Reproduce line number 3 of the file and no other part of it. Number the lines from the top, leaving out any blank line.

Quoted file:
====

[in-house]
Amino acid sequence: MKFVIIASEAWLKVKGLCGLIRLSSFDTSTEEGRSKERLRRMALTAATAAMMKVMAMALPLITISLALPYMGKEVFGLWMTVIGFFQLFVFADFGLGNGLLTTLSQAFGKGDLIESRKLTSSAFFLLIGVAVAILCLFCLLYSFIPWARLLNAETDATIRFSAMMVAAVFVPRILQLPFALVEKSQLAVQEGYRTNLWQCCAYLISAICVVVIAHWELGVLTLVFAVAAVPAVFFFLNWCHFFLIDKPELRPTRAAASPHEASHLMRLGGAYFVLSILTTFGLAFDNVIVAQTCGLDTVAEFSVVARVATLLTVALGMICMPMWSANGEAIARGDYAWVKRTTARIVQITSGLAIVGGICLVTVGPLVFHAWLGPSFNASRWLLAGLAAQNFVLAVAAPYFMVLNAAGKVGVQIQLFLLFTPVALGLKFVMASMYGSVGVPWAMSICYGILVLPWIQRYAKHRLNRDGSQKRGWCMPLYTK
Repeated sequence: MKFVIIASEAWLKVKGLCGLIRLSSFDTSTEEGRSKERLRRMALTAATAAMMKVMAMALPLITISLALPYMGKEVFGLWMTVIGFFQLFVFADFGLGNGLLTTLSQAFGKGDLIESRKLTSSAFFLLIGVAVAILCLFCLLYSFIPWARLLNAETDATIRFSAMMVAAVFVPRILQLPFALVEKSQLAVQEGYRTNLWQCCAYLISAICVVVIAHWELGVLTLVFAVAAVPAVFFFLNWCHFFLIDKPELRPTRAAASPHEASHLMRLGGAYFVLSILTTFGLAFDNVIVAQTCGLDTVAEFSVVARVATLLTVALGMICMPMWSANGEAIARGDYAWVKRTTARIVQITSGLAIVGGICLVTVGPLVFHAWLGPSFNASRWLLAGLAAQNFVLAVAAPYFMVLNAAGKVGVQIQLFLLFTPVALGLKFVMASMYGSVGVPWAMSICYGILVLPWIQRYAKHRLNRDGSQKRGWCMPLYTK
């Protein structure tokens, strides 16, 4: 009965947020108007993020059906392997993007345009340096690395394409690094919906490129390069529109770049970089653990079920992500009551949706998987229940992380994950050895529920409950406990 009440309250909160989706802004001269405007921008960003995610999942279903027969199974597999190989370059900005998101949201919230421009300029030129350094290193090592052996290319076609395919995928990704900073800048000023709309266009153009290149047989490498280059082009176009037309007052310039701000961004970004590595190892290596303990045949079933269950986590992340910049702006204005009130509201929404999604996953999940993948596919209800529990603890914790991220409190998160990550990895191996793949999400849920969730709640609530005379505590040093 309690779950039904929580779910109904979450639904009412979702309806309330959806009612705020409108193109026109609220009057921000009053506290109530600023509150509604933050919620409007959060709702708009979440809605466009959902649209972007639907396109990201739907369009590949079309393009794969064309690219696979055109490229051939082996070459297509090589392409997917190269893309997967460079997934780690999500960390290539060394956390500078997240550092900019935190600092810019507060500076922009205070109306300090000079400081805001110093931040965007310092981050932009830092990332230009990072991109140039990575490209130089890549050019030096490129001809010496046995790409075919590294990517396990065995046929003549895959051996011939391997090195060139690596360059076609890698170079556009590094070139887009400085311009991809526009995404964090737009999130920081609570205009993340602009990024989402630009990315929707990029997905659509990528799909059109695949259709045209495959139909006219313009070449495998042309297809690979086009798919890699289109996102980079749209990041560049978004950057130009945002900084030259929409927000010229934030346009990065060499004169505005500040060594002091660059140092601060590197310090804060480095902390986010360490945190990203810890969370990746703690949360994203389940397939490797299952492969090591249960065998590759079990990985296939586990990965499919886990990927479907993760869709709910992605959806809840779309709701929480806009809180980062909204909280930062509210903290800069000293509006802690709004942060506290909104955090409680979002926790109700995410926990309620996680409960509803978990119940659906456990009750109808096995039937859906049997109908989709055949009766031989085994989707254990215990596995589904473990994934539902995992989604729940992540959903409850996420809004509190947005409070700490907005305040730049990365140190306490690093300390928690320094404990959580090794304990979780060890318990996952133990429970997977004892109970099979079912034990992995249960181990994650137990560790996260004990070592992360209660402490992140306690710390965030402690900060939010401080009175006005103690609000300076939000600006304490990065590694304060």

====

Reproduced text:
Repeated sequence: MKFVIIASEAWLKVKGLCGLIRLSSFDTSTEEGRSKERLRRMALTAATAAMMKVMAMALPLITISLALPYMGKEVFGLWMTVIGFFQLFVFADFGLGNGLLTTLSQAFGKGDLIESRKLTSSAFFLLIGVAVAILCLFCLLYSFIPWARLLNAETDATIRFSAMMVAAVFVPRILQLPFALVEKSQLAVQEGYRTNLWQCCAYLISAICVVVIAHWELGVLTLVFAVAAVPAVFFFLNWCHFFLIDKPELRPTRAAASPHEASHLMRLGGAYFVLSILTTFGLAFDNVIVAQTCGLDTVAEFSVVARVATLLTVALGMICMPMWSANGEAIARGDYAWVKRTTARIVQITSGLAIVGGICLVTVGPLVFHAWLGPSFNASRWLLAGLAAQNFVLAVAAPYFMVLNAAGKVGVQIQLFLLFTPVALGLKFVMASMYGSVGVPWAMSICYGILVLPWIQRYAKHRLNRDGSQKRGWCMPLYTK